When it comes to carrying out our day-to-day tasks, how many times have we honestly stopped and asked ourselves - Is there a better way of doing things? Am I handling the matter the right way? Are there other more efficient options I could try out instead?
Rather like driving a car, many of us have been doing it for years and might consider ourselves competent drivers. Each day we get into the car and we don’t even have to think about what we are doing. We work on auto-pilot. Yet, if we had to re-sit our test tomorrow week, how do we think we would do?
Anyone of us can develop bad habits. We get into a routine of doing something the same way for years and we get comfortable with it. We become set in our ways and we don’t even know it.
Each time I run a workshop I meet many different types of people. Some will be eager to learn and are hungry for information. They might be new to their role and have little knowledge. Others may have years of experience and are keen to improve or refresh their skills. I may also meet attendees who are a little reluctant to change. They are doing their job for years and feel there is nothing new to learn.
I accept that everyone will have different views, depending on where they are in their lives or perhaps in their career. Some of us may love to be challenged and others may dislike change. Often, we get very comfortable and may not want to break the status quo. And on other occasions, we have reached a certain level of competency, so we may not even realise there is so much more out there to learn.
Yet, it's good to take heed of the advice of the American writer David T. Freeman as he wrote, “The more you know, the more you realise how much you don’t know – the less you know, the more you think you know”.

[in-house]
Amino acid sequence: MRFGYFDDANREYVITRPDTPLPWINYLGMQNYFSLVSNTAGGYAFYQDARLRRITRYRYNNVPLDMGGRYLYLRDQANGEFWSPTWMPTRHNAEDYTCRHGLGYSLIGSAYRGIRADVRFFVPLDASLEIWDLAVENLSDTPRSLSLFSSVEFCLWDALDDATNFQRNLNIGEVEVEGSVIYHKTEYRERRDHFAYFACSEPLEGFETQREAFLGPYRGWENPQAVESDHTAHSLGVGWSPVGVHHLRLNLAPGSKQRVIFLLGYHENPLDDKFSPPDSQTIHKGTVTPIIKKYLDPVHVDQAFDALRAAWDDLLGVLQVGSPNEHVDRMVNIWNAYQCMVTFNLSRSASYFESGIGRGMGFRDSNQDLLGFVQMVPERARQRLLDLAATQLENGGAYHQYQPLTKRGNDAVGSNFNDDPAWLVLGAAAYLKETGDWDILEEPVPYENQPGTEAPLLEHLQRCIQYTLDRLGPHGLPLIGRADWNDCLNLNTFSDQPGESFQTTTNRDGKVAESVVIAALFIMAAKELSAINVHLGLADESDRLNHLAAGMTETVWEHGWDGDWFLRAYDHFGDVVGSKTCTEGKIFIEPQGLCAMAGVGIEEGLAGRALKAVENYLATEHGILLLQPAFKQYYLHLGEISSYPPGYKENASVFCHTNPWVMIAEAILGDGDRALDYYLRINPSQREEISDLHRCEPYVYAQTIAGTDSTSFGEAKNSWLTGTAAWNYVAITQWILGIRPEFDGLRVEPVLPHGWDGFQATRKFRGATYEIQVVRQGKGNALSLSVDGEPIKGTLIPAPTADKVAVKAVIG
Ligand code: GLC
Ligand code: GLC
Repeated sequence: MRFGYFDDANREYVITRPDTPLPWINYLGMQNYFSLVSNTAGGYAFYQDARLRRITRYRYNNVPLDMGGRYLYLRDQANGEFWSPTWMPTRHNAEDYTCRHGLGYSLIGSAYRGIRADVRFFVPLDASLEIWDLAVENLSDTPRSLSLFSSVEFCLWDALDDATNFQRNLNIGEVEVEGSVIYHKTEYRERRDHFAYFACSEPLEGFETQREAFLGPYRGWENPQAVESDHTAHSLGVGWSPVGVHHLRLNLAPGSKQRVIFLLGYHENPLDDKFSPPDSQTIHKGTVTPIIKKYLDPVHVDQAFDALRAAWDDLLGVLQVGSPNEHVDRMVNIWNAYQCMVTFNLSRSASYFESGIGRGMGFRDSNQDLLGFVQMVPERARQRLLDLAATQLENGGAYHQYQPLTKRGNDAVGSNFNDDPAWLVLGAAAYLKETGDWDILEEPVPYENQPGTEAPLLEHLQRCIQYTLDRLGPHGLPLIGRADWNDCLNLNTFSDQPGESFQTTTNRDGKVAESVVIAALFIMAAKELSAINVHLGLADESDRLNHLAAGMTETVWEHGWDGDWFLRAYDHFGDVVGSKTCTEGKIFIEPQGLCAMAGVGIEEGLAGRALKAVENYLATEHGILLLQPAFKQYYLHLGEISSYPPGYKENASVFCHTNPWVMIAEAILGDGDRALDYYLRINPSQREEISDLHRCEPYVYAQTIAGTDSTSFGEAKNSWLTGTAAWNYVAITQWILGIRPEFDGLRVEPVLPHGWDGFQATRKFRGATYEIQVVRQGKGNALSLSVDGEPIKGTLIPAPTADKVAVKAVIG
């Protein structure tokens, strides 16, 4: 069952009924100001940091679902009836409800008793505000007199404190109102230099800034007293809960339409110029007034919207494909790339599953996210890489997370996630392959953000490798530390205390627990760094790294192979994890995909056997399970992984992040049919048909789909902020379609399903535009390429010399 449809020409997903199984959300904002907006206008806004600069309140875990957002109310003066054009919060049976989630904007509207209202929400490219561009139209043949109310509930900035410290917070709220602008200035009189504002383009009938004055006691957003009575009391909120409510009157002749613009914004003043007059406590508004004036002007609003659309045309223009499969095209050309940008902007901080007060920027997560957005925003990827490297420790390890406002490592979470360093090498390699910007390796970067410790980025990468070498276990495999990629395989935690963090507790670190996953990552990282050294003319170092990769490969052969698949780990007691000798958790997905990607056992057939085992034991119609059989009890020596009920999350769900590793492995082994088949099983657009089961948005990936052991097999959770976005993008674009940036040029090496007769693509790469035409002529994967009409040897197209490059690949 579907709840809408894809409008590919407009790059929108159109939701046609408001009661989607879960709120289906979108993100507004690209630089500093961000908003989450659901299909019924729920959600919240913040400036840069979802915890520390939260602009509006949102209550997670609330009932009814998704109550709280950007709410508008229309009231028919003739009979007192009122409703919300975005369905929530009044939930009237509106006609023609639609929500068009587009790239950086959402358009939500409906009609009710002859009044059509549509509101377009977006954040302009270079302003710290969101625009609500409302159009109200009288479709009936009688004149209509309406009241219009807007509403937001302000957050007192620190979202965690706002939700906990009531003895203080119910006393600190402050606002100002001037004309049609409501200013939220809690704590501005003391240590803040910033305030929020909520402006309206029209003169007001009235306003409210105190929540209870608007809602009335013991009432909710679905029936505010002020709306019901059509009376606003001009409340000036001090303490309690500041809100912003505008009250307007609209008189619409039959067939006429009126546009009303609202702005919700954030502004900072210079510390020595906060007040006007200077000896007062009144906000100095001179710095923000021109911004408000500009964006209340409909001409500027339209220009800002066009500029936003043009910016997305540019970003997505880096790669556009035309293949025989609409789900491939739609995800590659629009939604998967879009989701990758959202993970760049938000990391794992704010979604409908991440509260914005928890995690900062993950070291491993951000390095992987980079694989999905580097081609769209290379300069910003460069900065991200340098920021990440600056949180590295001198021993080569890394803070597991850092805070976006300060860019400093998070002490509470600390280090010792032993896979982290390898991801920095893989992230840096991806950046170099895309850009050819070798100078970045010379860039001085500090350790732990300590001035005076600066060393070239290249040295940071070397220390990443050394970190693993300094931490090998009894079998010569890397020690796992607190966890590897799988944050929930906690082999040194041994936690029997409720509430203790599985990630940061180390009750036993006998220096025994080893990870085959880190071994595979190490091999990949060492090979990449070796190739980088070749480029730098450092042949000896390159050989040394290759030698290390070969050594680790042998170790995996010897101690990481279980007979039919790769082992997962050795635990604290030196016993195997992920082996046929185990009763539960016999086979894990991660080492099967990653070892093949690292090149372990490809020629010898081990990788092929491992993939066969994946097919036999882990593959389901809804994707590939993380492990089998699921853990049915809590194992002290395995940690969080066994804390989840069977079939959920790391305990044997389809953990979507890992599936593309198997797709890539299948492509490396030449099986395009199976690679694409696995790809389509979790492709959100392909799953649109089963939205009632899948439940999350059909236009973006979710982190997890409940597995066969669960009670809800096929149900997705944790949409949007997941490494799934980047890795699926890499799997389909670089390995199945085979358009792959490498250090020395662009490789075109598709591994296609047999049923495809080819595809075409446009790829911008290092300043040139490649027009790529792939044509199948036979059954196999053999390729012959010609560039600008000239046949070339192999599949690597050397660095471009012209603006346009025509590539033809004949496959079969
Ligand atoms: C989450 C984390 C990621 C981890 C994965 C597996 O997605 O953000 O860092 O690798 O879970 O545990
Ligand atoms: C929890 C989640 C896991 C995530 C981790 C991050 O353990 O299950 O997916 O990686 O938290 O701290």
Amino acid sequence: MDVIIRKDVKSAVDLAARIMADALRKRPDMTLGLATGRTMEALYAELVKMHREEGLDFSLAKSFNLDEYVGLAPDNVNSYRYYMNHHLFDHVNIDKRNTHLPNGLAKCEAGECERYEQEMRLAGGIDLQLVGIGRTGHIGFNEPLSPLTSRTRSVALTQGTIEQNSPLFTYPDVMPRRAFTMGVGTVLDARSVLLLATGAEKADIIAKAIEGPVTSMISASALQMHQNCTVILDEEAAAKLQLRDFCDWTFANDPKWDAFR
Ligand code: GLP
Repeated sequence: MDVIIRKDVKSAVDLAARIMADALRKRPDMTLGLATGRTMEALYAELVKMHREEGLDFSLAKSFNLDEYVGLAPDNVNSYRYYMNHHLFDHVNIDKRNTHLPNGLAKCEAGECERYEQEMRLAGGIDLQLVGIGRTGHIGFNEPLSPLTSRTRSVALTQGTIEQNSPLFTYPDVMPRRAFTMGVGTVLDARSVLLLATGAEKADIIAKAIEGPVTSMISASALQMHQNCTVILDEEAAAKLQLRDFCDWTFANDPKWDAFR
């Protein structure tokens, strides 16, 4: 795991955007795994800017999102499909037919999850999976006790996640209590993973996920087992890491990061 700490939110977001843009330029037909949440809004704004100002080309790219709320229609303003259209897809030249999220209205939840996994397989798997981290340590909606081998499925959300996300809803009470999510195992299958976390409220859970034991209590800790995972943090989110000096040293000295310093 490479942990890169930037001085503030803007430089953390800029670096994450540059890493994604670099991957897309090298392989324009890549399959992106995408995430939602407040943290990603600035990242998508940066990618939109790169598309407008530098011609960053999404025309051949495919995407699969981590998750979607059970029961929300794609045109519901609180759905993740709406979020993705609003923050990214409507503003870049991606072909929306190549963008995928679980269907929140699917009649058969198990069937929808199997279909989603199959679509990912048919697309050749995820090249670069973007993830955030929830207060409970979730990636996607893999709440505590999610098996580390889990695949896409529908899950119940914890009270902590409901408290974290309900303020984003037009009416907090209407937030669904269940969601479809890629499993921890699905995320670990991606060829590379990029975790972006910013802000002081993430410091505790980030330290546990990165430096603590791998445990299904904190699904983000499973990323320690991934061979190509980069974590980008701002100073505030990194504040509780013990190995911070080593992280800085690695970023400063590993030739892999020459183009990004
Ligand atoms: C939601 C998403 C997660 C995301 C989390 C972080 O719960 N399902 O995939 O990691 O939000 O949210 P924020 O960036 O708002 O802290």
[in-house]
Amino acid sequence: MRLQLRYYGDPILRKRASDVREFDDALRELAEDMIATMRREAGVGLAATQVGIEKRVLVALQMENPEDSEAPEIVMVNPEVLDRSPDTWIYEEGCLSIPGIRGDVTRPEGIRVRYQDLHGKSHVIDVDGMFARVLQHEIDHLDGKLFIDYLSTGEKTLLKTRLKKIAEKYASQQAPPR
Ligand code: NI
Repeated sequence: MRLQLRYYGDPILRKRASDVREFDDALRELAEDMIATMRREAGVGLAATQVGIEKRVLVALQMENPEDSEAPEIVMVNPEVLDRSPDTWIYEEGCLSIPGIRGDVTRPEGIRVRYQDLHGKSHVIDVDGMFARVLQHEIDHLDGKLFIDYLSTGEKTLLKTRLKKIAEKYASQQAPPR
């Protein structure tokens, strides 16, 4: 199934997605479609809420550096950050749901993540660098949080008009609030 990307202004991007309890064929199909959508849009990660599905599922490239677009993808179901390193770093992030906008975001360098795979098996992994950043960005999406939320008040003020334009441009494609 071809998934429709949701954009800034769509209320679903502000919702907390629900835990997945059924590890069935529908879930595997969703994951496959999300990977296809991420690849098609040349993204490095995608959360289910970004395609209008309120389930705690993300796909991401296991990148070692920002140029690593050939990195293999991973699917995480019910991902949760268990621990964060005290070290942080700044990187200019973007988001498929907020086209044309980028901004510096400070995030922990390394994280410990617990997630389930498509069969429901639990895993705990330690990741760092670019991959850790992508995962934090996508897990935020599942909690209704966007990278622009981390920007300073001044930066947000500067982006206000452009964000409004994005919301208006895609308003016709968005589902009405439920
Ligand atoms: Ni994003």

Often, it can take us becoming bored or being faced with an unexpected challenge before we are willing to open our minds to new ideas. Sometimes, we come at it willingly and other times we are hesitant.
According to the Author Roy T. Bennett “Change happens at the end of your comfort zone”. As a trainer, I believe the secret of any good training programme is to begin each workshop by helping learners gain a greater awareness of where they are at in order that they may open their minds.
It’s healthy to have an inquisitive mind. So, it’s the trainer’s job to encourage trainees to ask questions, explore options, and challenge different ways of doing things. All of this takes time and can vary depending on the mindset of each person.
Once people get to a point of openness, their confidence grows. And as they gain new insights and develop fresh perspectives, it is always refreshing to see them discover new ways of doing things.
Very importantly, continuous learning gives people the opportunity to stay at the top of their game. Whether they are learning or refreshing skills, trainees will learn to think on their feet more often and successfully deal with many different situations. This, in my opinion is where the real investment in training really lies.